Part IV – Environmental and Economic Damage
Prologue: Government Mismanagement and Neglect
Once upon a time, not very long ago, the town of Pondicherry had a beautiful beach that stretched along the long, scenic sea road. This beach was a wonderful resource for the residents, fishermen, tourists, and people from the rural areas around Pondicherry.
One day, the Government of Pondicherry decided to build a new harbor at the mouth of the Ariyankuppam river and asked the Central Water and Power Research Station (CWPRS, a government research institution) of Pune to undertake a study of the project. CWPRS concluded that adequate precautions needed to be taken to provide sand nourishment in the northern region of the port in order to prevent erosion and in order to ensure the safety of the coastline considering the importance of the property north of the river mouth – that is to say, the city of Pondicherry.
The Government began construction of the harbor in 1986 and finished in 1989. However, the Government did not effectively use or manage the facilities put in place to dredge sand and nourish the beaches north of the river mouth as recommended by CWPRS. All the sand was trapped south of the breakwater at the harbor mouth and the coastline north of the breakwater was starved of sand. As a result, today, in less than 20 years, 7 kilometers of beach (several million cubic meters of sand) has been eroded. Pondicherry no longer has a beach. Every year, more rocks are piled on the seawall that the Government has built, at great expense, to try and stop the erosion, but which only compounds the damage. Erosion is taking place at a rate of 350 meters a year!
There has been extensive damage to property – hundreds of houses in Kottakupam have literally fallen into the sea – as well as to the livelihoods of the coastal communities, many of which depend on traditional fishing with small boats – the fishermen have no place to “park” their boats as the beaches have been washed away. In addition, sea water has entered the groundwater, affecting most of the shallow wells used by the coastal communities, causing water shortages.
Now, boys and girls, the Government of Pondicherry has given a concessional agreement to a private development consortium, Pondicherry Port Limited, to build, operate and transfer (BOT) a port 10 times bigger than the existing port that has already caused so much environmental damage. As indicated in earlier posts, this agreement was made by corrupt officials and developers, without following procurement procedures, for activities illegal under the Coastal Regulation Zone. In addition, none of the environmental regulations have been followed.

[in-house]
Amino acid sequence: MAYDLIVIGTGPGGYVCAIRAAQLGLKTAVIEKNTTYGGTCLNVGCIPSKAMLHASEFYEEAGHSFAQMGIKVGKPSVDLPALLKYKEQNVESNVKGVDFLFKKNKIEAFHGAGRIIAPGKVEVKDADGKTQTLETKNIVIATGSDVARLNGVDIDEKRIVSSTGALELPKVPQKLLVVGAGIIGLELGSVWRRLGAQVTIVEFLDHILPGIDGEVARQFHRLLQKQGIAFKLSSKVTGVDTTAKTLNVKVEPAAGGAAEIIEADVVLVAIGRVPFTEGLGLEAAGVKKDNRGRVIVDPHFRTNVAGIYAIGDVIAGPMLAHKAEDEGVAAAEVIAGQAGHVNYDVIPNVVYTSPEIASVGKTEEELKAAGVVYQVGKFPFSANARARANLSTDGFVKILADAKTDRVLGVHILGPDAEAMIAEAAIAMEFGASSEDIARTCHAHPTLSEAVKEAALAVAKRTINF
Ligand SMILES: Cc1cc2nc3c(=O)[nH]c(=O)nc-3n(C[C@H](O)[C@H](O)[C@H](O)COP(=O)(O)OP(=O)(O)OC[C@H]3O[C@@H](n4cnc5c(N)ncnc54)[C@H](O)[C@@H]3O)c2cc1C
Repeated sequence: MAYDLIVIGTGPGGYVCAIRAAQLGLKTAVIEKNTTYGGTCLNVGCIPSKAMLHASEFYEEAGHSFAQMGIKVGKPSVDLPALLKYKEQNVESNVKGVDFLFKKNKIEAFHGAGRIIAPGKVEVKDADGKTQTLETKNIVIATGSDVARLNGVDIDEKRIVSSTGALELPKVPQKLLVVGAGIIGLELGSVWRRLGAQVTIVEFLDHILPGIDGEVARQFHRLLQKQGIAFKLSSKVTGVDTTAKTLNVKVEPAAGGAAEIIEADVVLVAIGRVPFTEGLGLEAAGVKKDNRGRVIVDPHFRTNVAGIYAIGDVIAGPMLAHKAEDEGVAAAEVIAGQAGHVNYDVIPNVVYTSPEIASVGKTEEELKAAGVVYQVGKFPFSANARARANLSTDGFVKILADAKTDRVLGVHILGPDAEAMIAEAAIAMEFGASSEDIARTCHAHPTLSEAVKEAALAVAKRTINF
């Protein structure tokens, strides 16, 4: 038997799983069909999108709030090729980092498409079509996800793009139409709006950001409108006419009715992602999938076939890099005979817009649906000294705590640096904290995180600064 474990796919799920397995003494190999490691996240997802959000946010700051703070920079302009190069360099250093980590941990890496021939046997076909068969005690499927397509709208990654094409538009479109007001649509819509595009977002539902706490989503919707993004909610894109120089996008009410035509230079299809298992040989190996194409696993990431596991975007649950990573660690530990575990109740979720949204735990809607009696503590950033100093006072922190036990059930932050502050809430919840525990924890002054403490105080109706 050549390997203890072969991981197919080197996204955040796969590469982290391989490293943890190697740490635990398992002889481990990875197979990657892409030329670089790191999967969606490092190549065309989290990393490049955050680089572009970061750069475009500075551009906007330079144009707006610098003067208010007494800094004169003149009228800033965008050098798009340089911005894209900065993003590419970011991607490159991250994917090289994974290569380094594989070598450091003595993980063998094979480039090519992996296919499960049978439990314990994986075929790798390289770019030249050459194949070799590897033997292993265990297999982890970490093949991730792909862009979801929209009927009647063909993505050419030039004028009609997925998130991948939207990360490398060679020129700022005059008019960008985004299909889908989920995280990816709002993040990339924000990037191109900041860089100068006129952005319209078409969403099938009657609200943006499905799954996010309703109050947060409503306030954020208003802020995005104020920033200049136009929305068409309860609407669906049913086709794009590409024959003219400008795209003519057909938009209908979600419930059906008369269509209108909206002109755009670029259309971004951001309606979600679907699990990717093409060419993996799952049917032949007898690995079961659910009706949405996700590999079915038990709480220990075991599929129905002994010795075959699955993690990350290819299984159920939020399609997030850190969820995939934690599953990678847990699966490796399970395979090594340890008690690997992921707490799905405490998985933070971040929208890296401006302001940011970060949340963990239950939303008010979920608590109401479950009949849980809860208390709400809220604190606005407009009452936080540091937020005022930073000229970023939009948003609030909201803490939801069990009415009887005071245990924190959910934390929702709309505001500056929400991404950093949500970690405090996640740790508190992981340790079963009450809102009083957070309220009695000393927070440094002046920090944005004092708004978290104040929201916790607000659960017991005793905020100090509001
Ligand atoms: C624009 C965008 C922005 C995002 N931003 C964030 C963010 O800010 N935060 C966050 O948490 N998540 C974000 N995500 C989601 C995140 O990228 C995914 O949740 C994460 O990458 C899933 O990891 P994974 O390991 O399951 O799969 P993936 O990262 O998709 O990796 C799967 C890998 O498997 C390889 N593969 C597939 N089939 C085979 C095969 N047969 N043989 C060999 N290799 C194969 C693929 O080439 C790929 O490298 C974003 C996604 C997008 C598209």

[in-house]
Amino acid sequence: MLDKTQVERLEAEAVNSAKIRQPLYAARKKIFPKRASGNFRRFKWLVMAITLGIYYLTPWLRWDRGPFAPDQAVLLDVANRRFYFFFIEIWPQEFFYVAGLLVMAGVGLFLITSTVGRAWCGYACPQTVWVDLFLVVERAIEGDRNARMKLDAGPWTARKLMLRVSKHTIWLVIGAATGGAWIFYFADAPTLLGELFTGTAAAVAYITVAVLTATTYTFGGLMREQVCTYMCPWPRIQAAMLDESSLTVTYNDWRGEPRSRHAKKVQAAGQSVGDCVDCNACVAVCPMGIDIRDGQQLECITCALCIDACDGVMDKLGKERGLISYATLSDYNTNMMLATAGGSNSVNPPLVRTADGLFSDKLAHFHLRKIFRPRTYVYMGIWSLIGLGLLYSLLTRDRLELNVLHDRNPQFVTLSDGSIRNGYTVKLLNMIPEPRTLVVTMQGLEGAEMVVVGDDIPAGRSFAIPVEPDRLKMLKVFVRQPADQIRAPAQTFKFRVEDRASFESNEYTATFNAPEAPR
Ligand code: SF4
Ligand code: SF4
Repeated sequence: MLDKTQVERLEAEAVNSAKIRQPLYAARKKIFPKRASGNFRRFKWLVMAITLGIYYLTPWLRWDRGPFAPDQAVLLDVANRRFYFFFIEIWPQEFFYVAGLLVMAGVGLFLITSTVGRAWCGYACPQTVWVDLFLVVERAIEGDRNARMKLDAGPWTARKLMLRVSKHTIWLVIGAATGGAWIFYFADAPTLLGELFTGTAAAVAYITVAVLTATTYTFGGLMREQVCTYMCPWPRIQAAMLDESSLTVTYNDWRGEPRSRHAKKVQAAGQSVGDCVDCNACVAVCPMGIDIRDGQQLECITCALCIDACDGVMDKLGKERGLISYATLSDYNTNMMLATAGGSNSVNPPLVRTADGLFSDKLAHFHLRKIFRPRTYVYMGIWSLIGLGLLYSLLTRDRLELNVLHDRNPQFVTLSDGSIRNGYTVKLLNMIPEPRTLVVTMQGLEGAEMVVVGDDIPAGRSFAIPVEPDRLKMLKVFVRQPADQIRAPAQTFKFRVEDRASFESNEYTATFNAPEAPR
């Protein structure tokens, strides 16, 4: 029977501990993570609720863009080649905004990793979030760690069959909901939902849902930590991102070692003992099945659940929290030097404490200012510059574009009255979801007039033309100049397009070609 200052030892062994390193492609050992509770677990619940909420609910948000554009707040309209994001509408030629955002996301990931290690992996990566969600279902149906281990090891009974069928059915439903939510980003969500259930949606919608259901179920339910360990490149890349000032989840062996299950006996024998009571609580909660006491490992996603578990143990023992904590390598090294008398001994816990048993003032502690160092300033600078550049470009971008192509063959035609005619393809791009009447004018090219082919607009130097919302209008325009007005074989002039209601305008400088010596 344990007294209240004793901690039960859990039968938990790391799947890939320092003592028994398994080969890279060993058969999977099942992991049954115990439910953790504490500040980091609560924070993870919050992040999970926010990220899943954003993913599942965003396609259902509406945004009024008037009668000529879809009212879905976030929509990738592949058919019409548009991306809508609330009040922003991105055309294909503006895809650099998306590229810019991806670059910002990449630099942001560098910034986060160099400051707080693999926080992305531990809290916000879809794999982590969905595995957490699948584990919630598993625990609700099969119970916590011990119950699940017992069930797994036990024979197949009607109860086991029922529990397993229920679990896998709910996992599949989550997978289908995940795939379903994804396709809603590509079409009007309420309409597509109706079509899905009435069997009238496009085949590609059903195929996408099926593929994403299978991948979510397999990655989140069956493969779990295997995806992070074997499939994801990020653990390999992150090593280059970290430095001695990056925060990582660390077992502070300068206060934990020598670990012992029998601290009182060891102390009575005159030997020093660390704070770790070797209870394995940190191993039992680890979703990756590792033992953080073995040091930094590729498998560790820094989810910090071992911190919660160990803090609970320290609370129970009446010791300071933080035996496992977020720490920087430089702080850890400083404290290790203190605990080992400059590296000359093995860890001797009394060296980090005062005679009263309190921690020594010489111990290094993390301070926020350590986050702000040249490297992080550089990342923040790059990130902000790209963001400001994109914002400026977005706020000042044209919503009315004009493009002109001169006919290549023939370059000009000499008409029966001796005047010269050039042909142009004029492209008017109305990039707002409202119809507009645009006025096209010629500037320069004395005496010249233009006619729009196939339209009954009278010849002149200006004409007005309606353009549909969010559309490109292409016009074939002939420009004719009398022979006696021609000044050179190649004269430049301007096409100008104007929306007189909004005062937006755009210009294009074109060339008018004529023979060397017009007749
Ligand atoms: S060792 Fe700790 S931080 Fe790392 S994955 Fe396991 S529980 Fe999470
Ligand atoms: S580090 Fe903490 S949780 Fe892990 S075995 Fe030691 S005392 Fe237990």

Loopholes in the EIA
The Environmental Impact Assessment (EIA) report was prepared with no terms of reference. Halcrow Consulting Limited (Halcrow) did not reference any baseline data. Nor did they attach any supporting data or documents. There are factual errors in their report in terms of wind direction and littoral drift (movement of sand along the coast). In fact, they claim that additional, comprehensive studies need to be undertaken to fully understand the impact of the breakwaters on sediment movement. [Isn’t that the purpose of this EIA?] They also recommend the outrageous dumping of all wastes (except plastics) from the ships that call on the port in the sea. And, they do not address the exchange of water from the deep water harbor (the sand that will be dredged from the harbor will be used to reclaim land for real estate development) with the shallow water outside the harbor.
They do raise a few issues of social and ecological impact, but there is no assessment of the extent of the damage, and no proposal for remediation.
- The water table is already low, and the port will use more water.
- Dredging will affect the ground water and could induce saline water intrusion [which is already happening from the effects of coastal erosion].
- Spillage and leakage of oil from the ships and port into the sea.
- Solid and hazardous wastes from dredging and from the ships may contaminate the land and water, adversely affecting the existing marine ecosystem.
- Impact on the local people by the acquisition of land, relocation of housing, and the change of land use.
The report mentions that fishermen using larger boats [read: trawlers – which are controversial] will be unaffected, but there is no mention on the impact on the traditional fishermen, who actually live in the coastal communities. [Trawlers are owned by businessmen or business consortia who do not live in the area and indiscriminately drag their nets, over-fishing the area and creating ecological damage to the marine ecosystem.]
I wonder if Pondicherry Port Limited or the Government of Pondicherry have any plans to do anything about any of these problems?